After several days of intermittent WiFi access in late July, I contacted AT&T through their online chat. After a lengthy conversation and some basic troubleshooting, the online tech concluded it was an issue that needed to be reviewed by an onsite technician. They had availability a few days later during the 4 to 8 pm time slot so I agree that would work. I was relieved and happy to see the tech arrive at 4 pm after a prior phone call.
A little perspective, in April, new cat5 cabling was installed in our home which replaced the coaxial cable. Coaxial had to be replaced because they replaced our modem without being notified. Our modem was upgraded because we got DirecTV.
So when the tech visited, he may have a good idea where to begin and what to troubleshoot. Because we had new cabling installed in the interior a few months ago, that was not his first place to start. The tech started from the outside to ensure the incoming signal was good. It looked good but because the interior cabling was new, he reluctantly checked the input signal one more time so he was able to conclude the signal was good to and around the house.
Because the exterior and interior cabling was fully functional, he kept thinking there may be some interference with the signal internally. In other words, electrical wires near the cat5 cables might interfere intermittently with the transfer of the signal. To eliminate that possibility, he moved each of the cables away from each other to reduce that risk. Still an issue with the inconsistent WiFi signal.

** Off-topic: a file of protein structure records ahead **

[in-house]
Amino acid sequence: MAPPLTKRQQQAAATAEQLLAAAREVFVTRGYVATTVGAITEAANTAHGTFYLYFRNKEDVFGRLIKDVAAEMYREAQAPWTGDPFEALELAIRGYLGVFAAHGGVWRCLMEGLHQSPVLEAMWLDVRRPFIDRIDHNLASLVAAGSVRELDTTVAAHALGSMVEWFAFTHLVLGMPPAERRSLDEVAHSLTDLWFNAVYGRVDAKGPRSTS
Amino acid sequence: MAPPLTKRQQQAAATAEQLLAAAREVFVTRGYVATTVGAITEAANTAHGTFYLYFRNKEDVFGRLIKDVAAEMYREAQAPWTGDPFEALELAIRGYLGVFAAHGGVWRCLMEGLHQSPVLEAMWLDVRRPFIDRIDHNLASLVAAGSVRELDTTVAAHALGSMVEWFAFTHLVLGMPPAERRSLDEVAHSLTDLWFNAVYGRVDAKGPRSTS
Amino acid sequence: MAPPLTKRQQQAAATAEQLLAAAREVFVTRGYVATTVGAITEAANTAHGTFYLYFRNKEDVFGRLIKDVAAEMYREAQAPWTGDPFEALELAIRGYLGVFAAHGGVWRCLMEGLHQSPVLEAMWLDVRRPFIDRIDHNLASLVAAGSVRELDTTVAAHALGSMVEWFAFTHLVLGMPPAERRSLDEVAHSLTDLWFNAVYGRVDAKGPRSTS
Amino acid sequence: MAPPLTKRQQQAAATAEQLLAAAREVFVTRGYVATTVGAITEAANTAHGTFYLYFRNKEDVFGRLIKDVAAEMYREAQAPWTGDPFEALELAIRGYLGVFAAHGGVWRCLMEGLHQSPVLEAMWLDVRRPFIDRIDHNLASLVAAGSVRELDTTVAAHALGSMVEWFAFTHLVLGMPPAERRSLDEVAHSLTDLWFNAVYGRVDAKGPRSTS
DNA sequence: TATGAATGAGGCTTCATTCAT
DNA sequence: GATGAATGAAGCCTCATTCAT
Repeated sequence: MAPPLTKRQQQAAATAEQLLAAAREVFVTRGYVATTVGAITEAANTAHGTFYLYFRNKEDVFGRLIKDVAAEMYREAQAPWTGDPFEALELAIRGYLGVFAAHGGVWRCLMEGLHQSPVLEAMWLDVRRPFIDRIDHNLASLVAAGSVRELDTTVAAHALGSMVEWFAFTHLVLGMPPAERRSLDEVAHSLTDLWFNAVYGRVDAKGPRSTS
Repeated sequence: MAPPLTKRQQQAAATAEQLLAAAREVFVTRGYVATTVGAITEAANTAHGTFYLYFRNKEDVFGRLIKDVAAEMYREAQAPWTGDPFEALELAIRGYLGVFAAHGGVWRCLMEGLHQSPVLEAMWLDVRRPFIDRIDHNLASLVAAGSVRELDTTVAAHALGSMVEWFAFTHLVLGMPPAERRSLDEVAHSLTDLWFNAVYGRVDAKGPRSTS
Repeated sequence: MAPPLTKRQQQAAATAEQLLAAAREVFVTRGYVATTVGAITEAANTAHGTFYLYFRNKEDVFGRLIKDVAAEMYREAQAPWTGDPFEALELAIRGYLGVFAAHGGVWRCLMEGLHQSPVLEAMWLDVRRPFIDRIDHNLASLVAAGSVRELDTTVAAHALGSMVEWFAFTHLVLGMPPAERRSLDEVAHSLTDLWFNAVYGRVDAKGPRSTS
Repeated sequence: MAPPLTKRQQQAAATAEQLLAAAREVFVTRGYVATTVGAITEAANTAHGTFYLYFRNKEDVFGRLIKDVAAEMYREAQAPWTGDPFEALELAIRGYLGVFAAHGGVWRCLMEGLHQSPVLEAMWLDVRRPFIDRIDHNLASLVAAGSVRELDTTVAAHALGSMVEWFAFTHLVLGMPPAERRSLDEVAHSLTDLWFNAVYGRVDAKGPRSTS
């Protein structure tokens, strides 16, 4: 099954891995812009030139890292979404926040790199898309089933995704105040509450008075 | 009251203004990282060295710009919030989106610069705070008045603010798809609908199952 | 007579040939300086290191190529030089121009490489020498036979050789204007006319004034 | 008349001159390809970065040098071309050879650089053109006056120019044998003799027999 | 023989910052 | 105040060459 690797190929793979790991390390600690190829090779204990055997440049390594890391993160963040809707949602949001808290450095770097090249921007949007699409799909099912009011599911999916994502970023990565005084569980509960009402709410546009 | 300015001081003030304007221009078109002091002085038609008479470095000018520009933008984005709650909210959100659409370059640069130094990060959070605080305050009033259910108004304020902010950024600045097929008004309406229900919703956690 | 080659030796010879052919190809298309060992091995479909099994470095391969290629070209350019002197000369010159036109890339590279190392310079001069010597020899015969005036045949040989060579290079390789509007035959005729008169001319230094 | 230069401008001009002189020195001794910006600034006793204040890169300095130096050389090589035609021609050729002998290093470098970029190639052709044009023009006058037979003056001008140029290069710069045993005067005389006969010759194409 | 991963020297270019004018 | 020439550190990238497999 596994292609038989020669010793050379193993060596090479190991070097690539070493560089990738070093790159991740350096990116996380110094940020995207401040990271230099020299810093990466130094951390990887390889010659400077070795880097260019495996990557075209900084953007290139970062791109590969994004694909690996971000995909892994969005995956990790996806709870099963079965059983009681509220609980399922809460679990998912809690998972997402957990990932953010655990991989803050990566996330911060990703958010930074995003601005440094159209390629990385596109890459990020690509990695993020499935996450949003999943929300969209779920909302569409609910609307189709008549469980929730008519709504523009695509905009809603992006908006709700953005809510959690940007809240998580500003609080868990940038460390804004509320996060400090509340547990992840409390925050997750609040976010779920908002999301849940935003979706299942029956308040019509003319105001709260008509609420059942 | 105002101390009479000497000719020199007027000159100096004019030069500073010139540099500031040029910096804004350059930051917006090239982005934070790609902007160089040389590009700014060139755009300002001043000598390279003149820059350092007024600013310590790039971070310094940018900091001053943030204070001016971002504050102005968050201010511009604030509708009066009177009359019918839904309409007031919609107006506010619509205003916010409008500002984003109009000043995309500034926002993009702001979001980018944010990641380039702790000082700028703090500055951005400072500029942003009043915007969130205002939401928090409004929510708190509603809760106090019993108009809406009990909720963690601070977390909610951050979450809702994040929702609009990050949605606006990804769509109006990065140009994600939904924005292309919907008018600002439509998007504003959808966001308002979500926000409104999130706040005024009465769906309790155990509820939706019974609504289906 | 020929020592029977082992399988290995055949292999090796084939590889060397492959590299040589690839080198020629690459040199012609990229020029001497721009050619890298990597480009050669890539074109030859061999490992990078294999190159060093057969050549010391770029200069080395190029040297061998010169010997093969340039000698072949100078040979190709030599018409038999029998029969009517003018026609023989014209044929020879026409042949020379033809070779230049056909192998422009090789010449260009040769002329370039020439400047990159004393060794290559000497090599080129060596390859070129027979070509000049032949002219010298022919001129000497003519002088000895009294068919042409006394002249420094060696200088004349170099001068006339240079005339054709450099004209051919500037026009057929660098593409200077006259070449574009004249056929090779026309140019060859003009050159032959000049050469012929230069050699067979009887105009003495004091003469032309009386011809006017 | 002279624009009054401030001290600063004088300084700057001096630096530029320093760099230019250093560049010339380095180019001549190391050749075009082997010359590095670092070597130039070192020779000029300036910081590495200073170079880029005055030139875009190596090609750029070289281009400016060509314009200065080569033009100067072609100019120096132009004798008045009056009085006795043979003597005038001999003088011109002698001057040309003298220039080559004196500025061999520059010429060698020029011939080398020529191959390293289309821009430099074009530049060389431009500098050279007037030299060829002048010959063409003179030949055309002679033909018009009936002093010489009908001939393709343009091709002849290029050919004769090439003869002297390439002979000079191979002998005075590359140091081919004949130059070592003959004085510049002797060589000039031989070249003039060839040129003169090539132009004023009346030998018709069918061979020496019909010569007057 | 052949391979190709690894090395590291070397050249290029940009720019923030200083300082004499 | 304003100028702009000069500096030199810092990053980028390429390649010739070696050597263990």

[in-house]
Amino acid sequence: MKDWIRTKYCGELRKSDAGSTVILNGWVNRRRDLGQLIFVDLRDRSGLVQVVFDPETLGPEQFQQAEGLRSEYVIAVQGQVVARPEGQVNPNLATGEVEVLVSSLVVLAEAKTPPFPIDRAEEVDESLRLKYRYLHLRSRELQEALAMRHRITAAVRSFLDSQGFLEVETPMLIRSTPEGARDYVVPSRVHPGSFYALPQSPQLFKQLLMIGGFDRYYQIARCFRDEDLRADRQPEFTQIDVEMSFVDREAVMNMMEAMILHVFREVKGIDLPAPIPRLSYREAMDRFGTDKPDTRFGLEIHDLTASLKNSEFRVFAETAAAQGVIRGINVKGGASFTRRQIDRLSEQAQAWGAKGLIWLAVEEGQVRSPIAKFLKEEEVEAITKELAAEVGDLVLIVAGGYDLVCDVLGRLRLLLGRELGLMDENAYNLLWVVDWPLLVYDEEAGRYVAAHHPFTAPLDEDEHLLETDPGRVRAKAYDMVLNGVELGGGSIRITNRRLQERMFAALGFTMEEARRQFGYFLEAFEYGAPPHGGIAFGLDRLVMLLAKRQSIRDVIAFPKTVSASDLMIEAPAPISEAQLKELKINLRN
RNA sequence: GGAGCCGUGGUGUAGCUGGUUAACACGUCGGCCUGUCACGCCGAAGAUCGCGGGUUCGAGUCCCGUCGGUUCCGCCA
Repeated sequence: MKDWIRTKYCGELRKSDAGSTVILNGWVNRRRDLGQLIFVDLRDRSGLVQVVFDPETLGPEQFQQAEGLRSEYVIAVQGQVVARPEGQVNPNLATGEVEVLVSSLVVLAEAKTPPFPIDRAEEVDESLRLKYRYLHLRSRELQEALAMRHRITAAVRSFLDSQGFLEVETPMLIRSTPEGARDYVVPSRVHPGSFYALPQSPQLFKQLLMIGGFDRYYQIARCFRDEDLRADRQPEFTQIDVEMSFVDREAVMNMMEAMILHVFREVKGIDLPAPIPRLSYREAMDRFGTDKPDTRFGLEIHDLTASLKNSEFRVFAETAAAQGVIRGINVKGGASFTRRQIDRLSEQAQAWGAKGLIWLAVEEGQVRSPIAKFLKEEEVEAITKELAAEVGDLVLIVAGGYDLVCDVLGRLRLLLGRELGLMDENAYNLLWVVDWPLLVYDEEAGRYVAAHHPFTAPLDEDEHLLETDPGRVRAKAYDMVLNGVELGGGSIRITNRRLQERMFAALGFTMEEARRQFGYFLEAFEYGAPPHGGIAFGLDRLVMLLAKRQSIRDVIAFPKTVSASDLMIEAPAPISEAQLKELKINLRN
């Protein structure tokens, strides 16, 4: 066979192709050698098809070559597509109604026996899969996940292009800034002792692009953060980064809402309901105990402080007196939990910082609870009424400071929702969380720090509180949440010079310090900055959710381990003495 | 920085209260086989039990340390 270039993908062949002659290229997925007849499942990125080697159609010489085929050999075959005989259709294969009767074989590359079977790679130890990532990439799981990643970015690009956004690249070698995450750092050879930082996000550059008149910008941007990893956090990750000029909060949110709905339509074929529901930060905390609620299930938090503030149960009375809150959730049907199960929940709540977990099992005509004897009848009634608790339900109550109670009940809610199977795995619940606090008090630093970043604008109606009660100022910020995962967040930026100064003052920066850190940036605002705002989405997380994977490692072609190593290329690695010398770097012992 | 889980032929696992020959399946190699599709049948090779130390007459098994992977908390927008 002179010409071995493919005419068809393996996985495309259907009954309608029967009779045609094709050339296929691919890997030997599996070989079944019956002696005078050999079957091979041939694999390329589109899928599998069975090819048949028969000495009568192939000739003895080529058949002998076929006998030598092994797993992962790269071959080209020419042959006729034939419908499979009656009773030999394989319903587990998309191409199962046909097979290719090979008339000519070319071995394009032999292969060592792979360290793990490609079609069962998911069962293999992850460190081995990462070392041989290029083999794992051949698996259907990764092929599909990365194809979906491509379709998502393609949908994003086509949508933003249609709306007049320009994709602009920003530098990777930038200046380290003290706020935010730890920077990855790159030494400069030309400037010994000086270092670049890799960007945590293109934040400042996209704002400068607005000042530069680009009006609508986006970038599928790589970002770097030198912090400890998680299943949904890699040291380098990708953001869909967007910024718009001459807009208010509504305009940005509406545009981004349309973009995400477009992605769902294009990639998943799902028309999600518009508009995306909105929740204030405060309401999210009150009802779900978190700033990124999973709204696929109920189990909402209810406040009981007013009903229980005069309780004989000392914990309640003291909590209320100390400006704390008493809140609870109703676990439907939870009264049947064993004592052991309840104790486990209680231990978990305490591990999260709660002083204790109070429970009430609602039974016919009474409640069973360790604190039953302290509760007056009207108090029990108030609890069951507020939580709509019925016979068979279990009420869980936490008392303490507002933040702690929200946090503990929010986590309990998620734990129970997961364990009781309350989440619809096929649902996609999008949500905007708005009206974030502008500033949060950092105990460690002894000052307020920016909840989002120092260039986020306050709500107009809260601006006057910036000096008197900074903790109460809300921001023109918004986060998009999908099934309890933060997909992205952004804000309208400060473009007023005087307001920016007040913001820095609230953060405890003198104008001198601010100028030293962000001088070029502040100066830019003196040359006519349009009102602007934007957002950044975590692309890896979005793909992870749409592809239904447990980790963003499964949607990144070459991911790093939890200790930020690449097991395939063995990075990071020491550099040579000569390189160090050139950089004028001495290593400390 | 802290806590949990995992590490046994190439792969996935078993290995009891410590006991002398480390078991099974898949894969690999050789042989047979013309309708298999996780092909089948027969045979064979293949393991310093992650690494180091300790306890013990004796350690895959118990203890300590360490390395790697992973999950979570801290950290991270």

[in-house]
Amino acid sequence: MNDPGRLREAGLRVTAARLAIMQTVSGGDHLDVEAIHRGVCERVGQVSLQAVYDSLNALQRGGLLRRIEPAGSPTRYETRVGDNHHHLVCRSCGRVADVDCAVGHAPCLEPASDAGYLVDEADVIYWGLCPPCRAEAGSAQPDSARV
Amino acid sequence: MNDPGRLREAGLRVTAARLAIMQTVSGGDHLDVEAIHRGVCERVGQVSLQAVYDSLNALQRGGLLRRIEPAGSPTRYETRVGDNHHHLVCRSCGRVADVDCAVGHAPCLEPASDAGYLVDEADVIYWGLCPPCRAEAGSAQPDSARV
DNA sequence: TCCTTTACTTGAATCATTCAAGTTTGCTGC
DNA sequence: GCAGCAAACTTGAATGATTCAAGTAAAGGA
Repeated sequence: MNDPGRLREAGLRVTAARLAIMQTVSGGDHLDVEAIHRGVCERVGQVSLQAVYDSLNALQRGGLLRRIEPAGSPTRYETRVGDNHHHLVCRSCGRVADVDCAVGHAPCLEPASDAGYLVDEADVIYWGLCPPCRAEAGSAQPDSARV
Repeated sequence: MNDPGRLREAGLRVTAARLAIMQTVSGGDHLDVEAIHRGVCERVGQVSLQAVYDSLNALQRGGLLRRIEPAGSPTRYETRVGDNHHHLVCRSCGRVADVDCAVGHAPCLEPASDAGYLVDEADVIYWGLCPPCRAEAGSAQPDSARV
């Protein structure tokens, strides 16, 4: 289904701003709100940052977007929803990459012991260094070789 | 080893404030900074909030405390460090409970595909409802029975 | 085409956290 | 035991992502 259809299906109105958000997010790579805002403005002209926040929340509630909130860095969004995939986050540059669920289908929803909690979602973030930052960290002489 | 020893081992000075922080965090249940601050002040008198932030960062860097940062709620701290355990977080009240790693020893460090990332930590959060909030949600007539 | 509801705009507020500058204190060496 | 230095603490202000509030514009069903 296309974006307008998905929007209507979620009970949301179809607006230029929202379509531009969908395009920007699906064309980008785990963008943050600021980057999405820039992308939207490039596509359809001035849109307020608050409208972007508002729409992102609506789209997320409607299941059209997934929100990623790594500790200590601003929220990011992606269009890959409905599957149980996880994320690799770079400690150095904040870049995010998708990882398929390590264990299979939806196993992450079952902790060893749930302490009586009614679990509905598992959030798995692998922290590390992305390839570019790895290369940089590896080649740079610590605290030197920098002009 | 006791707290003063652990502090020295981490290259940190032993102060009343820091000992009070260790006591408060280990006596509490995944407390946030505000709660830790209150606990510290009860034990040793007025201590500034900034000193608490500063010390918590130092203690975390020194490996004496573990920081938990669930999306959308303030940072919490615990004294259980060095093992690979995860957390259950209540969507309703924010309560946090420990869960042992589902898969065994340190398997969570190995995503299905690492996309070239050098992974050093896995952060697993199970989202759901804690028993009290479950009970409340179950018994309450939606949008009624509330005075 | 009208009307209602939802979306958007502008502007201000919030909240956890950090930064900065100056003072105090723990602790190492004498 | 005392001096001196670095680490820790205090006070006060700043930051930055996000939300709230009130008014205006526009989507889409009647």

At this point, the only device to review is the modem. He plugged his device directly into the feeder cable and got a good signal. But still, the WiFi network had intermittent service. At this point, the modem is bad or has to be reset.
After the reset, it took about 5 minutes before the signal came back up and appeared to be strong. As he’s doing other testing, I’m validating that reset may have been the key.
Towards the end of his troubleshooting, I said the ideal would include a modem device where techs could quickly validate if the modem was completely functional or not. How much easier would there job be if that could be identified initially? What about if the online tech could make that determination without dispatching a tech? Mind you, he was certainly customer centric and spent over 60 minutes troubleshooting but if he had the option to test and validate the modem, all the other troubleshooting could be eliminated.
There are some situations where the cabling is bad or a weak external signal so a modem tester would not be a complete god-send but would save much time in these situations. Even if the tech does not initially know where the issue resides, testing and validating the modem would provide a good launching pad.